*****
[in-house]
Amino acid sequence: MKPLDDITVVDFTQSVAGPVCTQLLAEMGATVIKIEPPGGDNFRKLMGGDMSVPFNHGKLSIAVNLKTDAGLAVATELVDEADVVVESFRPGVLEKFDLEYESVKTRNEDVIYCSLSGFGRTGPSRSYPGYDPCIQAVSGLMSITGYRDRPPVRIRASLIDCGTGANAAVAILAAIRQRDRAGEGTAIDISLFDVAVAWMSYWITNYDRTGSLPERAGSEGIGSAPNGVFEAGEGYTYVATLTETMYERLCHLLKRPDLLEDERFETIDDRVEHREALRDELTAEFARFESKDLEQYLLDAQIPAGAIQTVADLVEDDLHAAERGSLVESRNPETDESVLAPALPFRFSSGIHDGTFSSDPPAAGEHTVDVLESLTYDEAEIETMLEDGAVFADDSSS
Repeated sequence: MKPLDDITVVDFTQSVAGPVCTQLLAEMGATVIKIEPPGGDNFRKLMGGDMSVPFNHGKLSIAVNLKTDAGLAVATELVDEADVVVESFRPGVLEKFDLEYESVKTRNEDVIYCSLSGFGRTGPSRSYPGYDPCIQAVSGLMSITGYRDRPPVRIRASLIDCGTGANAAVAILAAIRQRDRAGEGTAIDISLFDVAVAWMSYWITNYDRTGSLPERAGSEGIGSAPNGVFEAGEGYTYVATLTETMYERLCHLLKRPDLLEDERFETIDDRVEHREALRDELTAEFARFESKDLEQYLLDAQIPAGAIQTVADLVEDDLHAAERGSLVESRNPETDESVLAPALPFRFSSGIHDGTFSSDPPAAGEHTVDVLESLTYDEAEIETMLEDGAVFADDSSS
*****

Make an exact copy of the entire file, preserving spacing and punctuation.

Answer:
[in-house]
Amino acid sequence: MKPLDDITVVDFTQSVAGPVCTQLLAEMGATVIKIEPPGGDNFRKLMGGDMSVPFNHGKLSIAVNLKTDAGLAVATELVDEADVVVESFRPGVLEKFDLEYESVKTRNEDVIYCSLSGFGRTGPSRSYPGYDPCIQAVSGLMSITGYRDRPPVRIRASLIDCGTGANAAVAILAAIRQRDRAGEGTAIDISLFDVAVAWMSYWITNYDRTGSLPERAGSEGIGSAPNGVFEAGEGYTYVATLTETMYERLCHLLKRPDLLEDERFETIDDRVEHREALRDELTAEFARFESKDLEQYLLDAQIPAGAIQTVADLVEDDLHAAERGSLVESRNPETDESVLAPALPFRFSSGIHDGTFSSDPPAAGEHTVDVLESLTYDEAEIETMLEDGAVFADDSSS
Repeated sequence: MKPLDDITVVDFTQSVAGPVCTQLLAEMGATVIKIEPPGGDNFRKLMGGDMSVPFNHGKLSIAVNLKTDAGLAVATELVDEADVVVESFRPGVLEKFDLEYESVKTRNEDVIYCSLSGFGRTGPSRSYPGYDPCIQAVSGLMSITGYRDRPPVRIRASLIDCGTGANAAVAILAAIRQRDRAGEGTAIDISLFDVAVAWMSYWITNYDRTGSLPERAGSEGIGSAPNGVFEAGEGYTYVATLTETMYERLCHLLKRPDLLEDERFETIDDRVEHREALRDELTAEFARFESKDLEQYLLDAQIPAGAIQTVADLVEDDLHAAERGSLVESRNPETDESVLAPALPFRFSSGIHDGTFSSDPPAAGEHTVDVLESLTYDEAEIETMLEDGAVFADDSSS